Why do most words for "mother", across languages, start with an [m], and for "father" with [p]/[b], but not vice versa?

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It has been observed that in general, a word for "mother" tends to be based on a bilabial nasal [m] or similar consonant, and for father it tends to be [b] or [p]. This is found in many language families, so they can't be considered cognates. This is usually explained by the easiness of babies making this sound early in their babbling, so the parents just use those sounds to refer to themselves. However why is it that few languages have used the reverse? (i.e. [p]/[b] for mother and [m] for father)? Wikipedia lists only Georgian, where "father" is /mama/ and "mother" is /deda/.

Louis Rhys

Posted 2011-10-21T14:57:43.727

Reputation: 4 363

1The question in the title seems different from the question in the text. Do you want to know why (from the babbling) parents take the /m/-sounds to refer to mom, and /p/-sounds to refer to dad? If the baby is just babbling, and the parents extrapolate from that, then babies don't "mix up" the names, they're not even using them.Alexis Wellwood 2011-10-21T15:10:15.117

You're right, the title was not really correct. Can you suggest a better one? (You have my permission to edit it right away)Louis Rhys 2011-10-21T15:14:01.583

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Proto-Old Japanese had *papa for mother (became [haha] in Modern Japanese), and [mamma] is interpreted by modern parents to mean "food". (see http://en.wikipedia.org/wiki/Mama_and_papa)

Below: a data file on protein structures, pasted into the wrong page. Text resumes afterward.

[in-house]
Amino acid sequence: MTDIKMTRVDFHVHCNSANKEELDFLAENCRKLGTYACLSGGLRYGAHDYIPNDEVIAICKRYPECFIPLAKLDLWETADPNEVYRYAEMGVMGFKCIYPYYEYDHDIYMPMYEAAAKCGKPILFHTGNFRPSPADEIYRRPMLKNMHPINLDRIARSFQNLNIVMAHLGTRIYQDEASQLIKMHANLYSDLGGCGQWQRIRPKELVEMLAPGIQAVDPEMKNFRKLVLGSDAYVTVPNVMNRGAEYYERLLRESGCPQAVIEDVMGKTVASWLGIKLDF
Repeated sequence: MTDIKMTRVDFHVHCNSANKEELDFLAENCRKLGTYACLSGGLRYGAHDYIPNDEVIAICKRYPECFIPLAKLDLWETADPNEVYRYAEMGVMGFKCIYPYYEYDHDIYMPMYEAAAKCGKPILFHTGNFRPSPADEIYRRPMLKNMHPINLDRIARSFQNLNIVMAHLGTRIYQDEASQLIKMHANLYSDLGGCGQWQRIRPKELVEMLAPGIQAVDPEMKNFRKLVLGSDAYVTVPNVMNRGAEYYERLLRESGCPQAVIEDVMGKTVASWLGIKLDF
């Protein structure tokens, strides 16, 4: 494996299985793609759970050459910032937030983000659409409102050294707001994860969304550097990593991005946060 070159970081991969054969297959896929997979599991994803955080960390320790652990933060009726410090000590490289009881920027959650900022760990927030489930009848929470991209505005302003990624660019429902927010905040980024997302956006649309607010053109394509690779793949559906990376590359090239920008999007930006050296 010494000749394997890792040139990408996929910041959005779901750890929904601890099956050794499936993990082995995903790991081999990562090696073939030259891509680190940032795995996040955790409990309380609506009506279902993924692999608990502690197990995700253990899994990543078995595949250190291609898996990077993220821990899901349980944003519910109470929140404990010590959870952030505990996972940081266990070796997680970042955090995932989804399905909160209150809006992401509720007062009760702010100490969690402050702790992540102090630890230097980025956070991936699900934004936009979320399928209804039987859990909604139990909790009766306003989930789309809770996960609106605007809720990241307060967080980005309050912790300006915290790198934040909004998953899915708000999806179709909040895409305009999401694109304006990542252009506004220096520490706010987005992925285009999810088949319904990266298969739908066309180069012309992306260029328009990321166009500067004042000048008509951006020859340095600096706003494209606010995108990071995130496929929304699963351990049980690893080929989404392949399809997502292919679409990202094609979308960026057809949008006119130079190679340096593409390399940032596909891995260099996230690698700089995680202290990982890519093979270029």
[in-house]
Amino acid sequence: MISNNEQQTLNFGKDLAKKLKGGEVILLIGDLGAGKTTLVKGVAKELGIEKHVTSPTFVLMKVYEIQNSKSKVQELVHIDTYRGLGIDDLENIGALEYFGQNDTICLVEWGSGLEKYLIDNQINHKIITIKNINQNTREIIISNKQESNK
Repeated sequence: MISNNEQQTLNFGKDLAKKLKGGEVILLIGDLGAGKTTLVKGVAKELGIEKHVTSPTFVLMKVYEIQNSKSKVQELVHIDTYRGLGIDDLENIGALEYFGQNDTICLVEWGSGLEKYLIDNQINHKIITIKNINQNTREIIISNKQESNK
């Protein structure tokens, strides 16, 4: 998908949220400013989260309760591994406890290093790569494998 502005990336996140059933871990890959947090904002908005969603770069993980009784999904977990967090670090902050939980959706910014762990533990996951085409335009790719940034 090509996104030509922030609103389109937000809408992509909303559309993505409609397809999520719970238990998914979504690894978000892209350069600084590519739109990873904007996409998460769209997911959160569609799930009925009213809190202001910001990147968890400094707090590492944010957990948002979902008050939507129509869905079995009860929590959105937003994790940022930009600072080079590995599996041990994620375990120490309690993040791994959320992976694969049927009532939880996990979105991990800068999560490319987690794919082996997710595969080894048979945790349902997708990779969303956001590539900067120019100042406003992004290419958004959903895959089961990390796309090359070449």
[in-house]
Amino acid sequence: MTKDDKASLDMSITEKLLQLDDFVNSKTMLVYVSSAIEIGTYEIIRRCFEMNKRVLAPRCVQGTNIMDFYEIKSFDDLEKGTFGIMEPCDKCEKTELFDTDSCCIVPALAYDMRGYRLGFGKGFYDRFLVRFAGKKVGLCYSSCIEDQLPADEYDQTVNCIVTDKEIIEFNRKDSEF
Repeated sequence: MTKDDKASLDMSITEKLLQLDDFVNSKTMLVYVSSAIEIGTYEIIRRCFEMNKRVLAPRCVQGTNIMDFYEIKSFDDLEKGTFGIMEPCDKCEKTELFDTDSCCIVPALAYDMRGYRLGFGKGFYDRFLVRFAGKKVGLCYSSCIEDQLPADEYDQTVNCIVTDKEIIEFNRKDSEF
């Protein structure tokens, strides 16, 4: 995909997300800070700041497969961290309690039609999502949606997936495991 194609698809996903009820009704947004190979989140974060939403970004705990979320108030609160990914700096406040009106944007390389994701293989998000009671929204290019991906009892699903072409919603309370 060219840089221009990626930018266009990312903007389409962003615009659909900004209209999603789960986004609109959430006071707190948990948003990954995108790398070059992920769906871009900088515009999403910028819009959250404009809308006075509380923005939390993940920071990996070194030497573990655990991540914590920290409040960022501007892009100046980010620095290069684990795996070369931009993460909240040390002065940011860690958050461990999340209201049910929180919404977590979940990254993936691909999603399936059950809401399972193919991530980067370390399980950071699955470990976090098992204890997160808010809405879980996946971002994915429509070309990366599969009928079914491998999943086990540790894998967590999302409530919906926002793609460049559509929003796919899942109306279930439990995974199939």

musicallinguist 2011-10-21T15:21:10.210

@musicallinguist perhaps there are other examples, too, but the point is those are rare and most of other languages follow the m-p/b pattern. Why is it so?Louis Rhys 2011-10-21T16:56:22.797

Ah, I see. I was just responding to "Wikipedia lists only..." At any rate, I would remove the word "universally" from the question (and from the tags) since you are acknowledging that it's just a tendency.musicallinguist 2011-10-21T17:23:08.073

1@LouisRhys Many Australian languages have /mama/ for 'father'.Gaston Ümlaut 2011-10-21T22:50:54.270

Answers

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This issue is discussed in some detail in this paper by the late, great linguist Larry Trask. The paper also gives a very nice introduction to argumentation in historical linguistics.

The answer is that these terms are based on the earliest 'intelligible' babble of babies. The most common first syllable produced by babies is [ma], with [pa/ba/ta/da] following soon after. These earliest articulations are probably just play for the child, but are interpreted by parents as attempts by the baby to address them. As mothers tend to be the main early caregiver the earliest-occurring syllable, typically [ma], is interpreted as referring to them, while the next-occurring syllables are very commonly interpreted as referring to the father. This gives rise to the strong, but not invariant, association of [ma] with 'mother' and [pa/ba/ta/da] with 'father'.